How to Write a Great Movie Review Step by Step

Movie reviews are a popular and common form of criticism. Critics such as Roger Ebert, Gene Siskel, and Mark Kermode successfully carved out a unique voice and built an influential, authoritative tone across many mediums. Writing a good one is an art form in itself. We’ve nailed down 5 ways to craft a memorable movie review, so let’s cover them up.

1. Watch the film

First things first, watch the film, then watch it again. Watch it at least once before writing anything. This initial viewing should provide you with a gut reaction that can inform the rest of your review.

If you want to take notes, that’s fine. Don’t act like an essay writer for the duration, though relax into it. Developing a personal methodology will help develop your voice as a critic. When it comes to detail, scouring the credits as they roll isn’t as essential as it once was, all that information is available online today.

Should you watch it alone or with others? People watch films in different ways, and unless it is a gonzo piece, you may not appreciate the commentary and cackling of some viewing partners.

Materially speaking, is it possible to get a copy online, or do you need to find a DVD? If the latter is the case, check your library catalog to avoid paying over the odds on an obscure film.

2. Get some words down

After watching the film, take a look at your notes if you have some; if not, sit down and throw down some thoughts on paper. What sort of angle is needed? Film reviews can take a severe academic tone, or they can appear in a trashy magazine. Perhaps you’re making a zine yourself.

Look for a way to balance your voice and the style guide of whatever publication or assignment you’re working with on the review. Do they want some long-form exposition or a short, almost Tweet-like review suitable for a quick skim?

If you’re an essay writer free of the academic medium requirements, resources like Wikipedia are reliable to a point and are great for cursory searches. However, the content needs to be treated with caution. Don’t use it as a primary resource. Independently verify any facts you may want to use from that site. Wikipedia is somewhere to jump off from when exploring the intricacies of the film in question.

3. Compare and contrast

Research should throw up some interesting points. Perhaps it’s a film that’s a remake of a forgotten film from years gone-by.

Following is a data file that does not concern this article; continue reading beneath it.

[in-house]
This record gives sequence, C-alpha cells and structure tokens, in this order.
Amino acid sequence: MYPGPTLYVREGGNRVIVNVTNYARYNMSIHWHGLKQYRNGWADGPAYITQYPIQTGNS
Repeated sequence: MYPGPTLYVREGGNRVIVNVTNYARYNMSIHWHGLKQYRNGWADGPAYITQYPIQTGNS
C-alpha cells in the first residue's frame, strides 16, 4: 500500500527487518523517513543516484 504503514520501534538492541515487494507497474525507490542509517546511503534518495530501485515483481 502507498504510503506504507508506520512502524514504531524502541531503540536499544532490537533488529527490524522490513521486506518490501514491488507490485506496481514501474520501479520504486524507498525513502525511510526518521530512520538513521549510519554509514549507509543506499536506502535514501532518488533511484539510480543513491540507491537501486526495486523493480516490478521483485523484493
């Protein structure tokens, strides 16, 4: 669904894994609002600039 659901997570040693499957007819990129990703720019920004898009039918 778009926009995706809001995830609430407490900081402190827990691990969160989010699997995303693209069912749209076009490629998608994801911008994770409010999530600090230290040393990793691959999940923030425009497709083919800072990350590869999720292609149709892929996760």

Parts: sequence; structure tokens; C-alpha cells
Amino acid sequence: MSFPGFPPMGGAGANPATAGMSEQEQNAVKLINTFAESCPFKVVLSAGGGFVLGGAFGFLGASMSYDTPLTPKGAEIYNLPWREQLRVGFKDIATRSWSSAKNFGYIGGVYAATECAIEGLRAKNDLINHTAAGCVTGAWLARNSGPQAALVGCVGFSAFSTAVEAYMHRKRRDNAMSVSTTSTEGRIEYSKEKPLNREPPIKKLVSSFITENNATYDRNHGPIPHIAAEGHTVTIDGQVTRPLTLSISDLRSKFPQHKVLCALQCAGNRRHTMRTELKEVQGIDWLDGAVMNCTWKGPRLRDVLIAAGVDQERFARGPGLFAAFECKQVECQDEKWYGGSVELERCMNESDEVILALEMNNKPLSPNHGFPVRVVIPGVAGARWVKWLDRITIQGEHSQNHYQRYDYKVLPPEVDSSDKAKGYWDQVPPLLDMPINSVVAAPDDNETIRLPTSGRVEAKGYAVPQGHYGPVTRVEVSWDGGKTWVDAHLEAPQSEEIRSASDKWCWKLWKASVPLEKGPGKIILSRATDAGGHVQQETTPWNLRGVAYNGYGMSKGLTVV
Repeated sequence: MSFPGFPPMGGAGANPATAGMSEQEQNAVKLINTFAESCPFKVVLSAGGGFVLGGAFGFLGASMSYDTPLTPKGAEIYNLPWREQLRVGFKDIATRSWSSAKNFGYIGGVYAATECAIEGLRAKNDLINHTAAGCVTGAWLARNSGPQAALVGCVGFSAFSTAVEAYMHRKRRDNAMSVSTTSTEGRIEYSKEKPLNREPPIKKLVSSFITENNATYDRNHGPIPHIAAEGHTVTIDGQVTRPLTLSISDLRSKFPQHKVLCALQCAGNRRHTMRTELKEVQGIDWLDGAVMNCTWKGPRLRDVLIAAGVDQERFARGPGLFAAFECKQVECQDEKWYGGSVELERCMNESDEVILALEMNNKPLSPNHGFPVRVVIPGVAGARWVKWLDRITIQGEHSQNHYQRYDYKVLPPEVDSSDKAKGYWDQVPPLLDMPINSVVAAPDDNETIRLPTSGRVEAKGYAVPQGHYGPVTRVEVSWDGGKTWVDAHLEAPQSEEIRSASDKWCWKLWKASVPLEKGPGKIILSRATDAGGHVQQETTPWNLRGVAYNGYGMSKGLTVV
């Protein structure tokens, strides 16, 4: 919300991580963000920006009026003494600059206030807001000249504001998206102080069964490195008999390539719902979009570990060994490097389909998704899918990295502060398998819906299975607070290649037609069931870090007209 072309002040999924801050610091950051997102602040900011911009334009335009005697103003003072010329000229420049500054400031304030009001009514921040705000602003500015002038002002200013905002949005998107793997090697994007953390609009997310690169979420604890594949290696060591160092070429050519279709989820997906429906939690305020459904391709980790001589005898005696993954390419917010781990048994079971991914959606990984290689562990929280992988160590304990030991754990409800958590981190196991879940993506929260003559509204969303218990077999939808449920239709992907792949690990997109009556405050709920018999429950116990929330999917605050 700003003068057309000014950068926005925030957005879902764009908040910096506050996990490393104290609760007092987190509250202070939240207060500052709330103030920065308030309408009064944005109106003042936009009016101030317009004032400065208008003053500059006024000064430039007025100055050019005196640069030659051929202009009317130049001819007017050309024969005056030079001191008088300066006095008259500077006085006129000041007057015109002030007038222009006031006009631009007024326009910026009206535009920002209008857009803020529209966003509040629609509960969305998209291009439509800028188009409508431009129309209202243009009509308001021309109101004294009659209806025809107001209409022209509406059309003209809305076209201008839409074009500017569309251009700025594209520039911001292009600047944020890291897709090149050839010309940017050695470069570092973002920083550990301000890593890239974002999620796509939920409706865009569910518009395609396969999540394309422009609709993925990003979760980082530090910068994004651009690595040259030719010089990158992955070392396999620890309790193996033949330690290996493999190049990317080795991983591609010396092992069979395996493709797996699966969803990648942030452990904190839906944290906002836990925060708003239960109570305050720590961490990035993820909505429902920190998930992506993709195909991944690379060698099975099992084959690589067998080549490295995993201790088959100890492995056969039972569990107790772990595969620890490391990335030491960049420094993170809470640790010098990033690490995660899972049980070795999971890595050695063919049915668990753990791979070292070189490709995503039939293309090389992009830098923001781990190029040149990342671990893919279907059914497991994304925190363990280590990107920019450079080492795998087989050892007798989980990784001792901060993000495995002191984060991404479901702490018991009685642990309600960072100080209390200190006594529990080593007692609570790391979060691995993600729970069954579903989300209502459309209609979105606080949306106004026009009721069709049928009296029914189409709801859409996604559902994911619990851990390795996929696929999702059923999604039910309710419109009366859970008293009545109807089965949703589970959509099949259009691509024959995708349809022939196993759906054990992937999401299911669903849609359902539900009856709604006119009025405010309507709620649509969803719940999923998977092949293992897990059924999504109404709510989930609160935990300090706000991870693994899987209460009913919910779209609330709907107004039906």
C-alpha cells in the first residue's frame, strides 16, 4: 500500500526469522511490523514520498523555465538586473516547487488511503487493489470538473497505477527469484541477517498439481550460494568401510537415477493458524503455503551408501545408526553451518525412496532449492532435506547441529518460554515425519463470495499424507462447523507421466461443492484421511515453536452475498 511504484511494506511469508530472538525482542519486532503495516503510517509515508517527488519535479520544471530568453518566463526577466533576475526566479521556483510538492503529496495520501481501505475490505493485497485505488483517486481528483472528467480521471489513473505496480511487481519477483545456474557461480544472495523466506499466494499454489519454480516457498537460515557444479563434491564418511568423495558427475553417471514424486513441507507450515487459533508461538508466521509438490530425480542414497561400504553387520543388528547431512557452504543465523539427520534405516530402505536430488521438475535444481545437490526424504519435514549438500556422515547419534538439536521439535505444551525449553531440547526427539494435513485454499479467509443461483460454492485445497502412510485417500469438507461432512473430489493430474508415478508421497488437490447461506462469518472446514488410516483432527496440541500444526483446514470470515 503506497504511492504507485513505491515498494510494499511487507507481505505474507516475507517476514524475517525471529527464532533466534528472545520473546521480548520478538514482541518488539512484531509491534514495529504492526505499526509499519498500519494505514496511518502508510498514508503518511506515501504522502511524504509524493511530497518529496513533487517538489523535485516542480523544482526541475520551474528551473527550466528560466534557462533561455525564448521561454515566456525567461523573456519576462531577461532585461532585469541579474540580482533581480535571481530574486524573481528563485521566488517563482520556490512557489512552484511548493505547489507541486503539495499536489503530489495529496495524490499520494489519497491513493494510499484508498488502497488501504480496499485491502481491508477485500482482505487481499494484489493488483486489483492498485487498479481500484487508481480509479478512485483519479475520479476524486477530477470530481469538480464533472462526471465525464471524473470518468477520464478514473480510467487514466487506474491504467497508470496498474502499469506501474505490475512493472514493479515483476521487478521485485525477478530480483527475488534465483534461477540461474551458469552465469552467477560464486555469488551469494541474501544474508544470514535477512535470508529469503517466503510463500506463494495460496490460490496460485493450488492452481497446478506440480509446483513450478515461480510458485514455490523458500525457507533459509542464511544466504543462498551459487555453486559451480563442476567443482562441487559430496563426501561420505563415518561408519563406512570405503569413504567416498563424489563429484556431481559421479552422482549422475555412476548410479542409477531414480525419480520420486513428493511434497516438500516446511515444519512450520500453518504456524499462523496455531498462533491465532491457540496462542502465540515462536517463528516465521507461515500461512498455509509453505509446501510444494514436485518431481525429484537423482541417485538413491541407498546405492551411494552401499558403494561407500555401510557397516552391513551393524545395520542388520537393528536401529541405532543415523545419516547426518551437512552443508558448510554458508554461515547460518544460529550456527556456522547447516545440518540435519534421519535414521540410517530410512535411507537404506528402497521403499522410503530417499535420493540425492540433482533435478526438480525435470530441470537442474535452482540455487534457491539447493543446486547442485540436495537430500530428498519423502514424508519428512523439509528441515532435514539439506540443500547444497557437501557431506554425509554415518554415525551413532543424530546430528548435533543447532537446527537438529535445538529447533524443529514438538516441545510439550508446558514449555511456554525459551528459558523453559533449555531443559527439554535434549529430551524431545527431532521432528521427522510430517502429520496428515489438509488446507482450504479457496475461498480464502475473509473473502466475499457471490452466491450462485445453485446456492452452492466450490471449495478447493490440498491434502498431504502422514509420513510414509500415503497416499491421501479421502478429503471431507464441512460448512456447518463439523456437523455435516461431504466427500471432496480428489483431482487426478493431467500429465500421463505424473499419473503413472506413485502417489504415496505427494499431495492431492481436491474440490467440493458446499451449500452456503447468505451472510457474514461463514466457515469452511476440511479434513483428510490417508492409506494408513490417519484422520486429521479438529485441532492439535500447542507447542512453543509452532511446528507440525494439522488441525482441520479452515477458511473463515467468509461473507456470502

Take, for instance, a Midway movie review. The author can compare the remake with the original, take Joyce Staton at Common Sense Media. She was not impressed.

Overly long and overstuffed with both characters and battle scenes, this film (based on the same-named 1976 movie) clearly has its heart in the right place, but it’s not much fun to watch.”

Ouch. A plugged in movie review should have thoroughly researched the film and be able to draw parallels and create an image of meaning across time and space.

4. Think like a critic

Author John Updike proposed five rules for reviewing a book, and some are easily applicable when reviewing movies. However, it doesn’t account for hilarious and cringe-worthy CGI. It’s also hard to quote from a film – beyond the spoken lines at least.

Updike’s published his rules in 1975’s Picked-Up Pieces. The first is very sweet. It says to try and understand the intention and not “blame” them for not achieving what they didn’t attempt. That is to say, treat it as it is, not as how you would have it. 

Another rule is commonplace in a discussion on the internet today, “go easy on plot summary, and do not give away the ending,” no spoilers, please.

Updike gives a vague sixth rule to do with integrity. He urges writers not to accept a review of a media that you are “predisposed to dislike or are committed by a friendship to like.” Avoid nepotism, and avoid spilling vitriol. 

Writers do not always have the luxury of following this final rule, though the rest of Updike’s rules give us a firm insight into the kind of impartial thinking that can make or break a movie review.  Updike sums up the magic of media and the mindset required in this line “submit to whatever spell, weak or strong, is cast.”

5. Get an editor

Once your review is complete, resist the urge to publish it straight away. Written words need time to mature or spoil. Leave the thought of editing aside for a couple of days. Work on something else, or don’t work at all. When the time feels right, have a re-read, read it aloud, and make the glaringly obvious.

Perhaps you’re working with an editor, in which case this step isn’t strictly necessary. Many writers do favor it, depending on deadlines, of course. 

And that’s how to write a great movie review. These steps only need repeating several hundred times to develop a unique voice and land that gig on the local paper.

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